Will a bill become law?

April 8th, 2012

GovTrack has a cool prognosis feature that predicts, based on a number of factors, whether a bill will be passed:

For the data wonks out there, the new prognosis is based on a logistic regression model. The model predicts a bill’s success based on the following binary factors:

  • the title of the bill (such as if it is a bill to name a post office)
  • whether the sponsor is a member of the majority party (in the House or Senate as appropriate)
  • whether the sponsor is the chair, ranking member, or a member (if majority party) of a committee that the bill has been referred to
  • if any cosponsor is the chair or ranking member (most senior minority party member) of a committee the bill has been referred to
  • if there are 3-5 cosponsors of the bill serving on a committee the bill has been referred to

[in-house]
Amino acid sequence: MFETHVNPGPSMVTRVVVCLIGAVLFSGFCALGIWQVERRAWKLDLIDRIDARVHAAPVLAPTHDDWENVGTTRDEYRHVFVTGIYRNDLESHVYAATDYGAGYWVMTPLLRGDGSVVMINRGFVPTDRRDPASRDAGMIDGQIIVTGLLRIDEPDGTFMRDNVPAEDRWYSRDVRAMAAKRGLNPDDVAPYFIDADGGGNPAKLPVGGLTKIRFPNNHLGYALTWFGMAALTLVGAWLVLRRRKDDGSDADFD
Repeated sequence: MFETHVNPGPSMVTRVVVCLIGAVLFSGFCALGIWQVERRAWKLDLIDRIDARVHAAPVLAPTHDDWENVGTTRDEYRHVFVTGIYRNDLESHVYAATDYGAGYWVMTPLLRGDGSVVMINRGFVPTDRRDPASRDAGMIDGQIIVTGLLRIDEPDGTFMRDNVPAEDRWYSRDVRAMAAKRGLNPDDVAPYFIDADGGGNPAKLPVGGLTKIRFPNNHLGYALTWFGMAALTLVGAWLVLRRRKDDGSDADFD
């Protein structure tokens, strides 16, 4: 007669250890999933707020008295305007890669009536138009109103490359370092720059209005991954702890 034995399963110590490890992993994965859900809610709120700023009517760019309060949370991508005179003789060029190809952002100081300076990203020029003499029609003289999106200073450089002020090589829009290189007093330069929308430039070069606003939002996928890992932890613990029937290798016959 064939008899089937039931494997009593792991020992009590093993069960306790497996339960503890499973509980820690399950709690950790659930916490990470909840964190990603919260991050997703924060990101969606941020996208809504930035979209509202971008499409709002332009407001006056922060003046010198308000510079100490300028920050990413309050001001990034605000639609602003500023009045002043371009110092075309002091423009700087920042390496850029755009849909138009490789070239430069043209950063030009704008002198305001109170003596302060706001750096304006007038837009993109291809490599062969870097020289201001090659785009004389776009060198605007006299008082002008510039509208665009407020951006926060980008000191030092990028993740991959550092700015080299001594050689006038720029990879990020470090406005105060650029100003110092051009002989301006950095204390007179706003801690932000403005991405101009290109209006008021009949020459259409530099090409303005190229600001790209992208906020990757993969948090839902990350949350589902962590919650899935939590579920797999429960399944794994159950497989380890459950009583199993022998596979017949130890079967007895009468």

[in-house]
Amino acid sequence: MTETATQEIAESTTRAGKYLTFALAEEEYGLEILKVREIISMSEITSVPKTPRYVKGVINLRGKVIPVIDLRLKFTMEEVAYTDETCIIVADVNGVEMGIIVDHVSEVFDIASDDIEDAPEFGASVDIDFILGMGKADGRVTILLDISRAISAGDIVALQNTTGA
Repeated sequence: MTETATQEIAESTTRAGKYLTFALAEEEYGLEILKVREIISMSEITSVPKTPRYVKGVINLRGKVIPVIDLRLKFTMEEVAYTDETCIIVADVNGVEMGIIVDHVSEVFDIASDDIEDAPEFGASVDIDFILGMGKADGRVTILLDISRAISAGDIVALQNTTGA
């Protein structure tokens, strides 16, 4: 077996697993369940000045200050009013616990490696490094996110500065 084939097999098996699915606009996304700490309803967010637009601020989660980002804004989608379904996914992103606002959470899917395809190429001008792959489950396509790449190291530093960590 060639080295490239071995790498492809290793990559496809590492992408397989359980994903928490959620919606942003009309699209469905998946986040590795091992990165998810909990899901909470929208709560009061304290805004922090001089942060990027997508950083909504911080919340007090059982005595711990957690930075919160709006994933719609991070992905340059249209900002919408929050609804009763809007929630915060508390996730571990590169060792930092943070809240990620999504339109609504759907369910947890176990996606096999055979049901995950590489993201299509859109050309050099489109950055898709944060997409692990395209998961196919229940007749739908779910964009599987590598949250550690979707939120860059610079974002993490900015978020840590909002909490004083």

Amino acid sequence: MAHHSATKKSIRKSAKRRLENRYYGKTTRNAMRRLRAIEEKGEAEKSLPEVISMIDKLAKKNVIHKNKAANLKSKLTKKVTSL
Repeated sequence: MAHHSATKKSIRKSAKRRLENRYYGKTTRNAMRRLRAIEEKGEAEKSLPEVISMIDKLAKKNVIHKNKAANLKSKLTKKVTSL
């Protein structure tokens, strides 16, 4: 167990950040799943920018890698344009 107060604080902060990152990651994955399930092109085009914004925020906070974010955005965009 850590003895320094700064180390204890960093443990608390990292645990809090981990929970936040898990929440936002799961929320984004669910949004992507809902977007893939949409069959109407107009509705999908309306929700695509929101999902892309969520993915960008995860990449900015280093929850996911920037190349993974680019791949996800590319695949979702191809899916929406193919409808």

• if the bill has a cosponsor from both parties
  • if the bill’s sponsor is in the majority party and at least 1/3rd of the cosponsors are from the minority party
  • if the bill was a reintroduction of a bill from the previous Congress (same sponsor and title, ignoring any year found in the title) (suggested by Tom Lee shortly after this post was first published)


I wonder if I could reverse-engineer this to focus on the factors that make a law most likely to be passed, and try to focus on (and oppose) those bills.